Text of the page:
India and China have made much of the advance of the middle class in recent years. Now, Kharas said, Southeast Asian countries like Thailand and Vietnam are ready for a wave of the middle class.

4. So what does it look like and feel to be part of the global middle class all over the world?

Dollar Street, the project of the Swedish non-profit organization Gapminder, has photographed the daily lives of more than 250 families around the world. Their subjects include a family of five in Burundi, living on $ 324 a year and a family of five in China that makes $ 121,176 per year. The photos show the people and their homes, eating utensils, toilets, toothbrushes and transport, allowing people to compare lifestyles around the world.

Dollar Street recently photographed Angga and Yuli Yanvar, a couple in the early years & # 39; 30 with two young children, part of the emerging middle class in Indonesia. Angga is a social worker and Yuli is a teacher. The family has a refrigerator, electricity and an engine to be around, and their children have different toys, including bicycles and a battery-powered minicar. They save money to buy a house and car, goals that seem realistic in view of the fact that they earn slightly more than $ 12,000 a year in revenue.

What immediately jumps through the photo 's on Dollar Street is how remarkably the same daily life is around the world, with the exception of the very rich and poor. The vast majority of households have electricity, water in the house, children who go to school and some sort of transport.

"The most striking thing is that so many people we've visited so far actually have a plastic toothbrush," said Rönnlund, who started Dollar Street in 2015. "It's the same with soap, almost everyone in the world has access to some kind of toothbrush, the poorest buy a small part of a soap bar or make it yourself." When you come to the center, you see people locally-produced, large pieces of soap The higher your income scale, the better the soap becomes – or even multiple cleaning products. "

That ties in with Kharas's research. "These people in the global middle class have many things in common," he said. "They like air conditioning, a refrigerator, a car or a motorcycle to move around, and they enjoy going on holiday and do not have to work every day."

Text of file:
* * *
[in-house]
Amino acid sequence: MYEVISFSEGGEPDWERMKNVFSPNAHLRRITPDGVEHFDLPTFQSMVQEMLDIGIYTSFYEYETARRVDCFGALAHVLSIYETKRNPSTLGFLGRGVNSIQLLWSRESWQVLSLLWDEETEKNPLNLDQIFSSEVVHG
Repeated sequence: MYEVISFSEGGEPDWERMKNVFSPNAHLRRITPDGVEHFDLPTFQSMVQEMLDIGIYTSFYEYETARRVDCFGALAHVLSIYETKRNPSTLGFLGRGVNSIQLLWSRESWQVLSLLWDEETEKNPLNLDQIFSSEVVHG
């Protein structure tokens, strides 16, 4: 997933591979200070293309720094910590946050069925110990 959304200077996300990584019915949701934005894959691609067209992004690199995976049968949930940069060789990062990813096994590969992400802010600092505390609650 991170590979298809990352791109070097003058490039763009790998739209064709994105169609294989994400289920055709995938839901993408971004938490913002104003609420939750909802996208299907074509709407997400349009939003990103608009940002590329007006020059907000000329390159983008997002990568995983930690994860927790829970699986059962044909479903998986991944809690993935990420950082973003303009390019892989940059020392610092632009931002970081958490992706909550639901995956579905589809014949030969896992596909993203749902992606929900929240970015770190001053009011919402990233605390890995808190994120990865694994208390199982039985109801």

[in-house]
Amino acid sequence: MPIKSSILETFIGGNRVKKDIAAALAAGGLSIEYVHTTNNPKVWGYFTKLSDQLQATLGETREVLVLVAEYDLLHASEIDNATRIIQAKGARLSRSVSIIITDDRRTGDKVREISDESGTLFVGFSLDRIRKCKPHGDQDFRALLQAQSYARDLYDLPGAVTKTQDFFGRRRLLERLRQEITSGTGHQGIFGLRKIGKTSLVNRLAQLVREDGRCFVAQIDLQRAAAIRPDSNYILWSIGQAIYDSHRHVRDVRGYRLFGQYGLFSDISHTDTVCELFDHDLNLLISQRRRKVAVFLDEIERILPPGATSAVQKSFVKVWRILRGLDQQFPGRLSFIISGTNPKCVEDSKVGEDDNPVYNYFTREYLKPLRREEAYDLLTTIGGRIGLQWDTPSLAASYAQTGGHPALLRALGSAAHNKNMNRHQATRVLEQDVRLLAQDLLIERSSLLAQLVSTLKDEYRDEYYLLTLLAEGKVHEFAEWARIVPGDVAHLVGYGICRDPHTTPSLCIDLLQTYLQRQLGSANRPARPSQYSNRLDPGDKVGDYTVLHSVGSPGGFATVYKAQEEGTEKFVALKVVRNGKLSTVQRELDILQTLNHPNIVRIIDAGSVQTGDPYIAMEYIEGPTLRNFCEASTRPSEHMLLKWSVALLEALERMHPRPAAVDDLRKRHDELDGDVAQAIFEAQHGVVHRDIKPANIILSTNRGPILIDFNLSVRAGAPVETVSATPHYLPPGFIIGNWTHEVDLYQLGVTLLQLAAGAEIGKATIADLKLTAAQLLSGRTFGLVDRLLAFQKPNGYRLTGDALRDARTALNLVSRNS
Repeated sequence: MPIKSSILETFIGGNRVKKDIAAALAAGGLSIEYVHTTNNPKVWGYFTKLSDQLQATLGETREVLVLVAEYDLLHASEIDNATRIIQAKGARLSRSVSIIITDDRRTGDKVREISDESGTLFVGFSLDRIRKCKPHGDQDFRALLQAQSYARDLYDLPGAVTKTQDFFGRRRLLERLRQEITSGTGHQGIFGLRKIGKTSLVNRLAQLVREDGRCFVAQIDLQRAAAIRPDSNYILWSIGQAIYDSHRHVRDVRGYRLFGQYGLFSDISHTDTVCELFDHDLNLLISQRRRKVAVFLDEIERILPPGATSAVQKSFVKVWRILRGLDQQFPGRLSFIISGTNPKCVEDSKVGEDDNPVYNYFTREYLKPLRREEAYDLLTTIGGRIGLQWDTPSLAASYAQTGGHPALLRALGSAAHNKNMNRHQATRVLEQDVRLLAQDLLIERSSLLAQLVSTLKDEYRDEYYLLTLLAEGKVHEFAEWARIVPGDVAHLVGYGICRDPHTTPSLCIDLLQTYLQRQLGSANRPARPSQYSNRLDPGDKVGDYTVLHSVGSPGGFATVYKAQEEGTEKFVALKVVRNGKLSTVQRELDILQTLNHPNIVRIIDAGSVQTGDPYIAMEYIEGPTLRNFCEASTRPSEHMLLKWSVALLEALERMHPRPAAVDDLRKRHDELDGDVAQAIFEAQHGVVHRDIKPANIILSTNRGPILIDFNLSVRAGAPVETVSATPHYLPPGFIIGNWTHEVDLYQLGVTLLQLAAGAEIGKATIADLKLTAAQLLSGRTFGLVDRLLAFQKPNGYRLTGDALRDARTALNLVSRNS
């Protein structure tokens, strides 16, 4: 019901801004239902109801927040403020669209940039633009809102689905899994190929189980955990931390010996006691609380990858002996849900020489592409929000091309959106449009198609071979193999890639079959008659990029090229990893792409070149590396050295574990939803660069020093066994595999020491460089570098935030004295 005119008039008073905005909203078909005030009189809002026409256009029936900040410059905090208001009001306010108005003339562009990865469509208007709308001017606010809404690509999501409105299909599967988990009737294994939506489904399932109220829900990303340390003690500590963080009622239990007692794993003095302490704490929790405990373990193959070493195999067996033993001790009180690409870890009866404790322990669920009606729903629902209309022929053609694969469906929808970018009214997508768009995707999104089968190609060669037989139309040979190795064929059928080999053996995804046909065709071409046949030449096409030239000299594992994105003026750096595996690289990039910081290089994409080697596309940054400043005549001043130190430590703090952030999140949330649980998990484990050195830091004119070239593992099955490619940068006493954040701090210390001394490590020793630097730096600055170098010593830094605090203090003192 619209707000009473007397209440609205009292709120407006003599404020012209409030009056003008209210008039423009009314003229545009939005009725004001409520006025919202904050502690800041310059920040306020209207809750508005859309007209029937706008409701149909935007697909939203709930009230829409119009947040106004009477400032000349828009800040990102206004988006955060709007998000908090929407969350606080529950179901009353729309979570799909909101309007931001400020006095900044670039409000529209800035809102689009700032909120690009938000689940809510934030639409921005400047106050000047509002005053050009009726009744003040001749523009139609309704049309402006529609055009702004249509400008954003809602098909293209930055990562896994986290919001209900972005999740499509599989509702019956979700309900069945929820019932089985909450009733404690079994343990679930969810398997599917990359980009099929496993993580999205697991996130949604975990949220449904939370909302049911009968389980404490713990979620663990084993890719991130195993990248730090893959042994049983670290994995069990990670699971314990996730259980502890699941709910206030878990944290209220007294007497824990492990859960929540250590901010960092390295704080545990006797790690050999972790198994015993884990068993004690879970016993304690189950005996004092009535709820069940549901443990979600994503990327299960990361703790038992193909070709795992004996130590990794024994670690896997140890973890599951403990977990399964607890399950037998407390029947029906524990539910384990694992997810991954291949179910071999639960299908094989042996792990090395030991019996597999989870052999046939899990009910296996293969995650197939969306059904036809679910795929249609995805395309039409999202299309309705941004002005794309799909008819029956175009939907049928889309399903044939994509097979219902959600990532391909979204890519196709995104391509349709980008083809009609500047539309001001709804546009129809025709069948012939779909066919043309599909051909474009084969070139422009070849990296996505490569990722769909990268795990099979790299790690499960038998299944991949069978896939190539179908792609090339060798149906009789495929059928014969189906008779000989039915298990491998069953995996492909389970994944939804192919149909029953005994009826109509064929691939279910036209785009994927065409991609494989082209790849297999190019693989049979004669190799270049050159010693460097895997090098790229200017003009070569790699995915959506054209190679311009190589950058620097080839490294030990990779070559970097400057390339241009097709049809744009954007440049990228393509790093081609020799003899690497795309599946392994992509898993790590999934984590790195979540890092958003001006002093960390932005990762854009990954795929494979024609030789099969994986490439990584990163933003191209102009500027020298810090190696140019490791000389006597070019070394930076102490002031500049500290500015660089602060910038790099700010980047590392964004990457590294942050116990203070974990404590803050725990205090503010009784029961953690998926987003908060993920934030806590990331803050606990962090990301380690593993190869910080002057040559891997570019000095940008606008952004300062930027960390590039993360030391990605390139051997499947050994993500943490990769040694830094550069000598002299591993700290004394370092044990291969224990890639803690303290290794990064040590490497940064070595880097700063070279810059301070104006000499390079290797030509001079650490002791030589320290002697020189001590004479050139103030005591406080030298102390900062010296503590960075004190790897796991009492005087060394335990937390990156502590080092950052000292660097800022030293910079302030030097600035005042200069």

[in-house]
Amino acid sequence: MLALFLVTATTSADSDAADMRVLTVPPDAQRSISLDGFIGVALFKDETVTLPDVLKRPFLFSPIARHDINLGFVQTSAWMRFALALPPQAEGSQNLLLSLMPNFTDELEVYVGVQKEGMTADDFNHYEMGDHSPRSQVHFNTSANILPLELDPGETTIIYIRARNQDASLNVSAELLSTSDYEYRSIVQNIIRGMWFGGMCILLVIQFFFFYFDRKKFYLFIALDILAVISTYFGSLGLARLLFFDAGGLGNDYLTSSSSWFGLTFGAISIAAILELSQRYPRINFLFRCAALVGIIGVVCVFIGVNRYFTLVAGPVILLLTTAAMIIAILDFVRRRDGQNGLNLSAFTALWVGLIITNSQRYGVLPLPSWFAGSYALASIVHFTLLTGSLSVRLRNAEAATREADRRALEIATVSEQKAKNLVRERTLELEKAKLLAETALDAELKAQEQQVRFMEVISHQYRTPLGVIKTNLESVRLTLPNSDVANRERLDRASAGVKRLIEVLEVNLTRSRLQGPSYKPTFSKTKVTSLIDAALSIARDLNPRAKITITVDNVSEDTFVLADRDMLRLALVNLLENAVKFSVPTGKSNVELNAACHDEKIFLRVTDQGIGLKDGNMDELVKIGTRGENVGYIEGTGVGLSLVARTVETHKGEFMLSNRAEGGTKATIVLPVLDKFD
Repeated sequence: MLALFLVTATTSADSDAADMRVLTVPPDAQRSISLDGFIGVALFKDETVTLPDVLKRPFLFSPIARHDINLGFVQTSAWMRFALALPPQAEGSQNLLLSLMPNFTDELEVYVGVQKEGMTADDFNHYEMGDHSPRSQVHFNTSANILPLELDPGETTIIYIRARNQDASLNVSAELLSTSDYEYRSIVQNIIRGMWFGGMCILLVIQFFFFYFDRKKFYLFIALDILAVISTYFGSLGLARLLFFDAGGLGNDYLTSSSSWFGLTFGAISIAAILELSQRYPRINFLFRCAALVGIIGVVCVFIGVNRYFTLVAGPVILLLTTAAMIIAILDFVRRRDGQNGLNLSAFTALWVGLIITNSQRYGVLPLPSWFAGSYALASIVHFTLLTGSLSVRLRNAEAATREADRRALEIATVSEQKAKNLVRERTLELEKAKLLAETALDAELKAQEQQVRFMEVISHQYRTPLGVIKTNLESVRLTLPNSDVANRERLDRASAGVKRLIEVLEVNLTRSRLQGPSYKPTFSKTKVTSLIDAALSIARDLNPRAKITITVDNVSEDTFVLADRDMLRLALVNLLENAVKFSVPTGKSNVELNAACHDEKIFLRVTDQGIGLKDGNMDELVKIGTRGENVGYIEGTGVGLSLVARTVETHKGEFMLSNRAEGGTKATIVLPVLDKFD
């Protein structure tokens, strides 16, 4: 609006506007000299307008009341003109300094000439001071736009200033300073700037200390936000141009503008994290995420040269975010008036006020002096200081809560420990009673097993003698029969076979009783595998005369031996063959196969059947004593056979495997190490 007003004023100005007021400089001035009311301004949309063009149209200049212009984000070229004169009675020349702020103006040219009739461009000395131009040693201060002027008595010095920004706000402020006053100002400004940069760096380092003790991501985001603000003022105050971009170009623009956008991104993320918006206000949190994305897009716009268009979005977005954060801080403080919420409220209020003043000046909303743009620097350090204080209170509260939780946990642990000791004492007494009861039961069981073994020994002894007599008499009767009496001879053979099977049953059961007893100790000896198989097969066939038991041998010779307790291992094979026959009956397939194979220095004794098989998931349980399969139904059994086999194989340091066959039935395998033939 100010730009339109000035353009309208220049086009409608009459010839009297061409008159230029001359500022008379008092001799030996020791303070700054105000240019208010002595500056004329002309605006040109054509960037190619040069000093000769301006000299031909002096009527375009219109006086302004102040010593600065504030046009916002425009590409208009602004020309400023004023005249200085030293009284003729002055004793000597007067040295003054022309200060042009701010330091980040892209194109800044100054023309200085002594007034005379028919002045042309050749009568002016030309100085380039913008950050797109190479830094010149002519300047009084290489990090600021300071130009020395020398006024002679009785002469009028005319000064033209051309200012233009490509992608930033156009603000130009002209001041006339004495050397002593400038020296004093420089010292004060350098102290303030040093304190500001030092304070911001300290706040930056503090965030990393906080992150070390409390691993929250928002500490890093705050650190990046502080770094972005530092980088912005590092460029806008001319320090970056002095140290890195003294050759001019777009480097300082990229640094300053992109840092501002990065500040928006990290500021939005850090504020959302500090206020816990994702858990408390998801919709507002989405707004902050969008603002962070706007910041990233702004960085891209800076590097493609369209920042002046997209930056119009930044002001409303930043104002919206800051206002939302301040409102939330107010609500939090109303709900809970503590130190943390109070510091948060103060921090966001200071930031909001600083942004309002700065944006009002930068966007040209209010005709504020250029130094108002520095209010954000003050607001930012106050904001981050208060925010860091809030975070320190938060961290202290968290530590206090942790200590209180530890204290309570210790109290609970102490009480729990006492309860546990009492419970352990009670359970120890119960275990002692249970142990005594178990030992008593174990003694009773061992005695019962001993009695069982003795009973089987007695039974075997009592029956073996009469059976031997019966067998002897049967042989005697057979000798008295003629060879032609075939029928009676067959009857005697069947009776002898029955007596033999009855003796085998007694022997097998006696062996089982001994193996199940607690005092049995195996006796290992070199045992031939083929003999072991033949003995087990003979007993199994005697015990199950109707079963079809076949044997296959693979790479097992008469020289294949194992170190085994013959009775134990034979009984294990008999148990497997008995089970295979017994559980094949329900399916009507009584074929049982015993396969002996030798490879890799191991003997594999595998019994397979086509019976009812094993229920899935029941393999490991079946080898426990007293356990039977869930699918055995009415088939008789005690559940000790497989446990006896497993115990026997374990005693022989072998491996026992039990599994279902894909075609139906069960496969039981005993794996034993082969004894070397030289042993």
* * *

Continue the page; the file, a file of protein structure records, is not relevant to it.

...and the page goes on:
5. Does more money and more things make us happier?

There are endless discussions about how much money and which lifestyle would maximize happiness. The consensus among researchers who have studied this extensively is that the daily mood does not improve much after about $ 75,000 per year in the United States. There is not much noticeable improvement in mood afterwards, even when houses and bank accounts grow. That said, people also feel better when they go up the income ladder, do not go down or get stuck, which helps explain why the middle class in the United States and a large part of Europe is upset after years of stagnating income.

Ronnlund and her team have witnessed some of these trends with the Dollar Street project. They do not specifically ask for happiness, but they have asked every family they photographed about their favorite things they own and what they would like to buy if they had a little more money.

A poor family picked up a plastic bucket as their favorite possession because it was the difference between life and death for them. They dreamed of getting a phone or a better bike. Families from the middle class valued things that made their lives better, such as air conditioning or a fridge, and they wanted to own cars or houses. Richer families appreciated items such as special alcohol, exotic plants or beautiful stuffed unicorns.

"I thought it would be easiest to photograph rich people, but it was the opposite," Rönnlund said. "Richer people find it harder to make people come home as they are, they want to present it in the right way so that they look good and present the social media version of themselves."